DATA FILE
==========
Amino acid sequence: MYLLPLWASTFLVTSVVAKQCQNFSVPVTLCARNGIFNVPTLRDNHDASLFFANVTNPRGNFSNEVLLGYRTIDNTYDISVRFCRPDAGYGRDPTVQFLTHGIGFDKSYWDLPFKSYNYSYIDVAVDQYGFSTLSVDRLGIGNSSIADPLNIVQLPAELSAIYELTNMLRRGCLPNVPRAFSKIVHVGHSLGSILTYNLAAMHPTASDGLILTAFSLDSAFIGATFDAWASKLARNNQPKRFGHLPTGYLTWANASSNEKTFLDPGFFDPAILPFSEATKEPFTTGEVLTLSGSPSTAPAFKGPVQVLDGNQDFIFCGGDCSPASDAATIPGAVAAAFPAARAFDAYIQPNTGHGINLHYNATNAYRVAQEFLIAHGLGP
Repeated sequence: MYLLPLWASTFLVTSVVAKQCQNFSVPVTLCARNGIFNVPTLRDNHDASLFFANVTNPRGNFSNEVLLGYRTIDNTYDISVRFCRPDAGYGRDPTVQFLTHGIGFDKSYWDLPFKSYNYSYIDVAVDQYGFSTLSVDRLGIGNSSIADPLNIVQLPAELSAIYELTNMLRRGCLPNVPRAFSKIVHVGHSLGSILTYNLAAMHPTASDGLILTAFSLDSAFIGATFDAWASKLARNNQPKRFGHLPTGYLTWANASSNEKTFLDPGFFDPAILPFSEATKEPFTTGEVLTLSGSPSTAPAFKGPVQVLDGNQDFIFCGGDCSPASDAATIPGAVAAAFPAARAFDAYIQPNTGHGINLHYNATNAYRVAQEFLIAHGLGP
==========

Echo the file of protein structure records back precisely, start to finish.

Amino acid sequence: MYLLPLWASTFLVTSVVAKQCQNFSVPVTLCARNGIFNVPTLRDNHDASLFFANVTNPRGNFSNEVLLGYRTIDNTYDISVRFCRPDAGYGRDPTVQFLTHGIGFDKSYWDLPFKSYNYSYIDVAVDQYGFSTLSVDRLGIGNSSIADPLNIVQLPAELSAIYELTNMLRRGCLPNVPRAFSKIVHVGHSLGSILTYNLAAMHPTASDGLILTAFSLDSAFIGATFDAWASKLARNNQPKRFGHLPTGYLTWANASSNEKTFLDPGFFDPAILPFSEATKEPFTTGEVLTLSGSPSTAPAFKGPVQVLDGNQDFIFCGGDCSPASDAATIPGAVAAAFPAARAFDAYIQPNTGHGINLHYNATNAYRVAQEFLIAHGLGP
Repeated sequence: MYLLPLWASTFLVTSVVAKQCQNFSVPVTLCARNGIFNVPTLRDNHDASLFFANVTNPRGNFSNEVLLGYRTIDNTYDISVRFCRPDAGYGRDPTVQFLTHGIGFDKSYWDLPFKSYNYSYIDVAVDQYGFSTLSVDRLGIGNSSIADPLNIVQLPAELSAIYELTNMLRRGCLPNVPRAFSKIVHVGHSLGSILTYNLAAMHPTASDGLILTAFSLDSAFIGATFDAWASKLARNNQPKRFGHLPTGYLTWANASSNEKTFLDPGFFDPAILPFSEATKEPFTTGEVLTLSGSPSTAPAFKGPVQVLDGNQDFIFCGGDCSPASDAATIPGAVAAAFPAARAFDAYIQPNTGHGINLHYNATNAYRVAQEFLIAHGLGP